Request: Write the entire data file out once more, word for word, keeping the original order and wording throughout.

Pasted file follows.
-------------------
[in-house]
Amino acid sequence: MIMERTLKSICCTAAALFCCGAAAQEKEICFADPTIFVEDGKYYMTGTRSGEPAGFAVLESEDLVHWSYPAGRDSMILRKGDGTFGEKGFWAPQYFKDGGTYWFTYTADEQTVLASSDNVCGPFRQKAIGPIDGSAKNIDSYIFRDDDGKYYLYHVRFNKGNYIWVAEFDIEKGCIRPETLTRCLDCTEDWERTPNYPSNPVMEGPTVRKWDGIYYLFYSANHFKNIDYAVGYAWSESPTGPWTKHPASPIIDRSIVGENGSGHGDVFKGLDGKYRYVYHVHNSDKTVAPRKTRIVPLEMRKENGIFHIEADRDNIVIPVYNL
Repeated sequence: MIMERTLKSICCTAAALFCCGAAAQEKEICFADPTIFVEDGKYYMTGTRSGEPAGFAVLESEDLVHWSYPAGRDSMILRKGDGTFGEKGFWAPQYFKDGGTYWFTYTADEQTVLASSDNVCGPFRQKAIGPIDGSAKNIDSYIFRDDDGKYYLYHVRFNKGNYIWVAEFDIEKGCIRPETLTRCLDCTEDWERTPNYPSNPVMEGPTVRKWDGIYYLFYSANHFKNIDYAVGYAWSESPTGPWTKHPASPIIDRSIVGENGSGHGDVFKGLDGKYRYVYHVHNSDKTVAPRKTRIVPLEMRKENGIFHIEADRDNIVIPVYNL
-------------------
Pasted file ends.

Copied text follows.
[in-house]
Amino acid sequence: MIMERTLKSICCTAAALFCCGAAAQEKEICFADPTIFVEDGKYYMTGTRSGEPAGFAVLESEDLVHWSYPAGRDSMILRKGDGTFGEKGFWAPQYFKDGGTYWFTYTADEQTVLASSDNVCGPFRQKAIGPIDGSAKNIDSYIFRDDDGKYYLYHVRFNKGNYIWVAEFDIEKGCIRPETLTRCLDCTEDWERTPNYPSNPVMEGPTVRKWDGIYYLFYSANHFKNIDYAVGYAWSESPTGPWTKHPASPIIDRSIVGENGSGHGDVFKGLDGKYRYVYHVHNSDKTVAPRKTRIVPLEMRKENGIFHIEADRDNIVIPVYNL
Repeated sequence: MIMERTLKSICCTAAALFCCGAAAQEKEICFADPTIFVEDGKYYMTGTRSGEPAGFAVLESEDLVHWSYPAGRDSMILRKGDGTFGEKGFWAPQYFKDGGTYWFTYTADEQTVLASSDNVCGPFRQKAIGPIDGSAKNIDSYIFRDDDGKYYLYHVRFNKGNYIWVAEFDIEKGCIRPETLTRCLDCTEDWERTPNYPSNPVMEGPTVRKWDGIYYLFYSANHFKNIDYAVGYAWSESPTGPWTKHPASPIIDRSIVGENGSGHGDVFKGLDGKYRYVYHVHNSDKTVAPRKTRIVPLEMRKENGIFHIEADRDNIVIPVYNL